- A Canadian Healthcare Innovation Agenda: Policy, Governance, and Strategy
- Learning from failure: inadequate value propositions in an innovative approach to patient safety using a hand washing compliance auditing system
- Healthcare Systems: Future Predictions for Global Care
- Leveraging supply chain infrastructure to advance patient safety in community health-care settings
- WIN 2017-2018 Annual Report
- WIN 2016-2017 Annual Report
- Visibility: The New Value Proposition for Health Systems
- Scaling Innovation to Achieve Value in Health Systems: WIN 2015-2016 Annual Report
- “It’s All About Me”: The Personalization of Health Systems
- Innovation Takes Leadership: Opportunities & Challenges for Canada’s Health Care System
- Leveraging Information Technologies to Transform and Sustain British Columbia’s Health Care Sector
- Measuring What Matters: The Cost vs. Values of Health Care
- Strengthening Health Systems through Innovation: Lessons Learned
- Transforming Canada into a Global Centre for Medical Device Innovation and Adoption
- Transforming Canadian Health Care through Consumer Engagement: The Key to Quality and System Innovation
A Canadian Healthcare Innovation Agenda: Policy, Governance, and Strategy
This collection is the result of a 2016 national leaders conference sponsored by Queen’s University to explore the prospects for a pan-Canadian healthcare innovation strategy. The conference themes were inspired by the 2015 report of the federally commissioned Advisory Panel on Healthcare Innovation, led by David Naylor, which examined how the federal government could support innovation. A Canadian Healthcare Innovation Agenda features original commissioned chapters from academics and healthcare leaders addressing a range of issues such as the meaning of healthcare innovation, how a national healthcare agency and investment fund could be governed, the need for big data and evidence, adding value through Canadian supply-chain management, overcoming regulatory barriers to innovation, policy innovations for indigenous, military and elderly populations, the role of medical professions in promoting innovation, education, and the development of medical innovators. The Canadian healthcare system is so fragmented that any thought of a system-wide strategy for healthcare innovation is considered a far-distant ideal at best. This book presents a contrary view, outlining an agenda for Canadian healthcare innovation. It shows that Canada does indeed have the building blocks for innovation, and concludes that the time to act is now.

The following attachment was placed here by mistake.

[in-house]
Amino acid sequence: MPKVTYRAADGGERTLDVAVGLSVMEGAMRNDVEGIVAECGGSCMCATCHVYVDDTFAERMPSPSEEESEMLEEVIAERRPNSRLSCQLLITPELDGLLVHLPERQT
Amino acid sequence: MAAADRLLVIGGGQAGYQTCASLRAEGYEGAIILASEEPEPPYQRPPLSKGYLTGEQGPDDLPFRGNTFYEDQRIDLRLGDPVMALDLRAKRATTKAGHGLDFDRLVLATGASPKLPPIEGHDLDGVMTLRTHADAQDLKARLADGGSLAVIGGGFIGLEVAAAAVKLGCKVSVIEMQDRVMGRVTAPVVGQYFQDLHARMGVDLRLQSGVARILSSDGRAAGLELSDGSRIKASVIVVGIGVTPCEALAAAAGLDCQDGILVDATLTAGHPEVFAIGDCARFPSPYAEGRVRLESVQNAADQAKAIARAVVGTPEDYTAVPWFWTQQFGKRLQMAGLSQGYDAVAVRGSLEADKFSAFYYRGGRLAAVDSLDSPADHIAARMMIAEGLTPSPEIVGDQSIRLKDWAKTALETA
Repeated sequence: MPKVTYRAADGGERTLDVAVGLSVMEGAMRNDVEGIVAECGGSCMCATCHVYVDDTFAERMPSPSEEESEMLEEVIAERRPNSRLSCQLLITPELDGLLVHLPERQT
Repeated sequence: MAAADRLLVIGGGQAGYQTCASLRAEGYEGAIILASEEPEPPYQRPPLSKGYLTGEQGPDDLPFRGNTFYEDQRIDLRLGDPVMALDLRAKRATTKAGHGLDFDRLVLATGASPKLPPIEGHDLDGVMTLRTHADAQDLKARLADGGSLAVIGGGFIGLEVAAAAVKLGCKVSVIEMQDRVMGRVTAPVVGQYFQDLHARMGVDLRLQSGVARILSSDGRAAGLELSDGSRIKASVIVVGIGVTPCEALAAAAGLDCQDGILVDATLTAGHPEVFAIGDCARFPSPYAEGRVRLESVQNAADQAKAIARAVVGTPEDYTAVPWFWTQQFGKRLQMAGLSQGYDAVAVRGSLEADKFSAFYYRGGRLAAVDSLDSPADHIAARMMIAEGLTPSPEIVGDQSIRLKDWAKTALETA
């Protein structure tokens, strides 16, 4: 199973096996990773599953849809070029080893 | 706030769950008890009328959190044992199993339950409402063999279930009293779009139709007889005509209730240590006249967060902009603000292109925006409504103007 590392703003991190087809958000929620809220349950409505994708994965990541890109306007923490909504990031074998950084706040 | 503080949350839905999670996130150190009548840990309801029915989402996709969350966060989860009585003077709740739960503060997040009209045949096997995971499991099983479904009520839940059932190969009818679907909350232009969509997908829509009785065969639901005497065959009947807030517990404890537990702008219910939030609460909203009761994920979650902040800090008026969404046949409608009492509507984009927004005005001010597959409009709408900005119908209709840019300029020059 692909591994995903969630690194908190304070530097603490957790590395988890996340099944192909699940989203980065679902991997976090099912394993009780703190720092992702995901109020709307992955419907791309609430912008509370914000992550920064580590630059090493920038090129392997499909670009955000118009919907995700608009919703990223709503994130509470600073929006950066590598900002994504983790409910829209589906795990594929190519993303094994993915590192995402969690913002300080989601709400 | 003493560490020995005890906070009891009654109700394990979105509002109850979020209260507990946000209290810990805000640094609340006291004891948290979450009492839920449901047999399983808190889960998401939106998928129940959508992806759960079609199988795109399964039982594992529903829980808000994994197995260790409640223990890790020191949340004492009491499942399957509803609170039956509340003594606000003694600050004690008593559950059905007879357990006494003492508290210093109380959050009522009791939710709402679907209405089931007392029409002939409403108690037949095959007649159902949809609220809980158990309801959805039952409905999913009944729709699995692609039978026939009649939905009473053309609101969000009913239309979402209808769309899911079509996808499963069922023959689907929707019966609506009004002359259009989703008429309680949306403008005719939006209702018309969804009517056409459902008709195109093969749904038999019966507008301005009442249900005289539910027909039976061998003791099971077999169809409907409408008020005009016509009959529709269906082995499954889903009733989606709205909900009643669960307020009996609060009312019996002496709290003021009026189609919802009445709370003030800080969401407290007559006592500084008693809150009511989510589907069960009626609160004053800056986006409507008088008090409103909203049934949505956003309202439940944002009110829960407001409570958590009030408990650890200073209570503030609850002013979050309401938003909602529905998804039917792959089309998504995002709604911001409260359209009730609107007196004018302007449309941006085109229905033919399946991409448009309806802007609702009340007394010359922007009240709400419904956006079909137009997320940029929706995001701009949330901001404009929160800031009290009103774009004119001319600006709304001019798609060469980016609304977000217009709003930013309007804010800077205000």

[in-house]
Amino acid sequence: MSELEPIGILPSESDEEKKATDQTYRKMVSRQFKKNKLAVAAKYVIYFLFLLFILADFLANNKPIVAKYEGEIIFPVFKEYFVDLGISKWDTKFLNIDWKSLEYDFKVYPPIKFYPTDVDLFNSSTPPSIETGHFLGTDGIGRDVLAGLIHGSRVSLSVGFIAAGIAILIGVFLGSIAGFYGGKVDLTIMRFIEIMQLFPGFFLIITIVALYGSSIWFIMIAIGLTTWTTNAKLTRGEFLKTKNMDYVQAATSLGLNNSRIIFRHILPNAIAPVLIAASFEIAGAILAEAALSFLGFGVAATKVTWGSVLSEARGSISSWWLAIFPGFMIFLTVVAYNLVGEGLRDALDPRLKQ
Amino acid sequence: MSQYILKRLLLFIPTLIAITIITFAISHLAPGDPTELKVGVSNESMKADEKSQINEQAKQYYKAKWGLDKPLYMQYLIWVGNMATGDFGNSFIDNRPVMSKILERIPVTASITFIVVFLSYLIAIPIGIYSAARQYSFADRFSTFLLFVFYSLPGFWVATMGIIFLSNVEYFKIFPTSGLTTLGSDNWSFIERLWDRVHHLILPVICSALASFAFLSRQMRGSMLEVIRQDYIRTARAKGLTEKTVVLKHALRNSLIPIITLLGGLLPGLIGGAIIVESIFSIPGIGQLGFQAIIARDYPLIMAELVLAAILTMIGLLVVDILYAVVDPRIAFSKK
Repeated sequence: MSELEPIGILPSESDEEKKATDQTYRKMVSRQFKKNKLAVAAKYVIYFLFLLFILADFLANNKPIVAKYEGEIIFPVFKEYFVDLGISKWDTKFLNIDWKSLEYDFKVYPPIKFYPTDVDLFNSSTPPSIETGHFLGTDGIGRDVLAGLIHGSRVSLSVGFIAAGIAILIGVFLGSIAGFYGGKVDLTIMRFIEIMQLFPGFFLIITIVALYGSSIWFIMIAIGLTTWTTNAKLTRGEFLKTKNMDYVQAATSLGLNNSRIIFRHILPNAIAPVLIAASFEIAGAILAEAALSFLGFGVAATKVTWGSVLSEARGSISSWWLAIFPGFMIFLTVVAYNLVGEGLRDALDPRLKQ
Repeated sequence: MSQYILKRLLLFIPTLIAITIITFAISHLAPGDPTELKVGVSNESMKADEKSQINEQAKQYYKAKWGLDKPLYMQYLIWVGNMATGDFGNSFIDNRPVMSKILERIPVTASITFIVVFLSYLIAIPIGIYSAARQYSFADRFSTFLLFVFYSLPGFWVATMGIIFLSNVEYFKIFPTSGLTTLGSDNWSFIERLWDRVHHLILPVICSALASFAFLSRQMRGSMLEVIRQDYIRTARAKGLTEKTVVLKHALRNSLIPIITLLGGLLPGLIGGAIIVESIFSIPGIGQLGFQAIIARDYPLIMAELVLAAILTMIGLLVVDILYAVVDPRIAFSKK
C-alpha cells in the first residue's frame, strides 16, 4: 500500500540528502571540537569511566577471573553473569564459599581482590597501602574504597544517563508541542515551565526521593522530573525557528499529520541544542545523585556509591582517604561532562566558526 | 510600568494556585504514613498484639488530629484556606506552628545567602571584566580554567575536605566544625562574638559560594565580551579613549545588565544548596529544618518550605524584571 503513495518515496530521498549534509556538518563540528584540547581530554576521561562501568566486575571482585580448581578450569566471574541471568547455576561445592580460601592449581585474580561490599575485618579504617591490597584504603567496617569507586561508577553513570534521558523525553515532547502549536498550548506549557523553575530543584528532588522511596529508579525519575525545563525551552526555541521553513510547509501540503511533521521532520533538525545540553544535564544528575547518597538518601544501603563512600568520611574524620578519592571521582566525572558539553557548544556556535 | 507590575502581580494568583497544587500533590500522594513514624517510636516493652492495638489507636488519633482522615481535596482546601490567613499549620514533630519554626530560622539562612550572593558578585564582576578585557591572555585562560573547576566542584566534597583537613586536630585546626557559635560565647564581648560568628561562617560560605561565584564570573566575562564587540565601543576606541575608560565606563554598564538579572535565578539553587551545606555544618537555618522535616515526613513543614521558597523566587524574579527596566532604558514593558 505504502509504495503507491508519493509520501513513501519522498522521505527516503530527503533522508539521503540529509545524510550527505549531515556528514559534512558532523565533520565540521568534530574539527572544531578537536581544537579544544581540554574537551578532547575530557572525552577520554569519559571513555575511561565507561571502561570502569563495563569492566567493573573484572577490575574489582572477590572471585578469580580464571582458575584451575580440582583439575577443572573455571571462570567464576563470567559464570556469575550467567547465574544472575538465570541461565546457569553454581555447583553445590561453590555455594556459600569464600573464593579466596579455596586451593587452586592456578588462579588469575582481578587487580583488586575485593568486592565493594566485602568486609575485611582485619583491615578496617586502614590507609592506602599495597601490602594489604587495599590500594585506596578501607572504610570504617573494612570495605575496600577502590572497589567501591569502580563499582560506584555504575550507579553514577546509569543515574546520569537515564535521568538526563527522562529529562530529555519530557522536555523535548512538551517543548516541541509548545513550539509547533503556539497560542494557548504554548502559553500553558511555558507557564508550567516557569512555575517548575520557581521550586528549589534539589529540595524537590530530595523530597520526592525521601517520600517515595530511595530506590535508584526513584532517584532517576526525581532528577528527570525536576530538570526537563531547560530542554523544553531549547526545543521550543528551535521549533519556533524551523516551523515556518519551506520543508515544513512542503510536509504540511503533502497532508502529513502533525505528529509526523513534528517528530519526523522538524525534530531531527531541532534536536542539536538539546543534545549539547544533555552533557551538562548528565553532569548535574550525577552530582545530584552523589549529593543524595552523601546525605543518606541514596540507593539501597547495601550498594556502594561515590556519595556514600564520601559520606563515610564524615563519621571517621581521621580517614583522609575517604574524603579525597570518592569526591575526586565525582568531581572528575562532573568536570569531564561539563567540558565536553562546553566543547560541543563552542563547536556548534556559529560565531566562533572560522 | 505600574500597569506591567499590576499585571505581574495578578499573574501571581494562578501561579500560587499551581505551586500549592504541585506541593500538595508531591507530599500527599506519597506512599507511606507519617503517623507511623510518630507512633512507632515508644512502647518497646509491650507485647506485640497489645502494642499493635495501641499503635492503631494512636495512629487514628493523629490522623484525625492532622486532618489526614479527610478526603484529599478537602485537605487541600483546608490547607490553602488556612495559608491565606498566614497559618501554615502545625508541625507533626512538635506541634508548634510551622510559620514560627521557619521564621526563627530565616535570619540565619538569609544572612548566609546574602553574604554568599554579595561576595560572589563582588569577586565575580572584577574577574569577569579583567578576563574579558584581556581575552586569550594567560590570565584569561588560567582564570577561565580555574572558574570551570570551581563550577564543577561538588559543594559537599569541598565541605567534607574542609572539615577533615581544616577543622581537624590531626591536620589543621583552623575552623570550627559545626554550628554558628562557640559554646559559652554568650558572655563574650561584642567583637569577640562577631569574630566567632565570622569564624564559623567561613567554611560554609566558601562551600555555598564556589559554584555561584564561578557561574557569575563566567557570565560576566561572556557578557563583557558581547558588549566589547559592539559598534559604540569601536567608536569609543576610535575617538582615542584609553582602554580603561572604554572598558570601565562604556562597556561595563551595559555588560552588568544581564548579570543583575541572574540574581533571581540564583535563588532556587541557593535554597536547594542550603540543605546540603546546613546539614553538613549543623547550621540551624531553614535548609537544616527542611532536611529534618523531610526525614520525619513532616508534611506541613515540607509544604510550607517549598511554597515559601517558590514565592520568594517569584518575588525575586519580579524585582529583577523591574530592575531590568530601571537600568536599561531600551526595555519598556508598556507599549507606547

Chapter 8 of this book, titled The Management of Innovation: Strengthening Patient Safety and Creating Value Through Supply Chain Transformation, was co-authored by:
- Dr. Anne W. Snowdon, Academic Chair, WIN
- Dr. Charles Alessi, Visiting Scholar, WIN
Learning from failure: inadequate value propositions in an innovative approach to patient safety using a hand washing compliance auditing system
This study examined how a hand washing compliance auditing system affects physician hand washing compliance and rates of hospital acquired infections. Ultimately, data collection was significantly impaired by low recruitment and compliance rates. To learn from this project's failure, medical residents were invited to participate in an interview to discuss the project, its merits and shortcomings. Beyond existing resistance to such surveillance, study procedures, confounding contextual variables and insufficient value propositions seem to account for the project's failure. Use of a hand washing compliance auditing system is likely to fail if it is not optimally integrated into existing clinical workflows and hospital infrastructure, or if auditing seems to take the form of surveillance. Beyond the establishment of proof of concept, proof of relevance and value for all stakeholder groups must be established to embed an innovation such as this hand washing compliance auditing system.
Healthcare Systems: Future Predictions for Global Care
This book brings together professionals who have dedicated their careers to the health system. It presents a canvas to paint their prediction of the future of healthcare. This third book complements the previous two books, Healthcare Reform, Quality, and Safety: Perspectives, Participants, Partnerships, and Prospects in 30 Countries, and Health Systems Improvement Across the Globe: Success Stories from 60 Countries, by covering from around the globe, what the future might hold for healthcare systems. Rather than focusing on western nations, like other healthcare literature, this book provides a snapshot, along with 57 case studies, of future predictions of health systems globally.
Chapter 3 of this book, titled Canada: The Future of Health Systems: Personalization, was co-authored by:
- Dr. Anne W. Snowdon, Academic Chair, WIN
- Dr. Charles Alessi, Visiting Scholar, WIN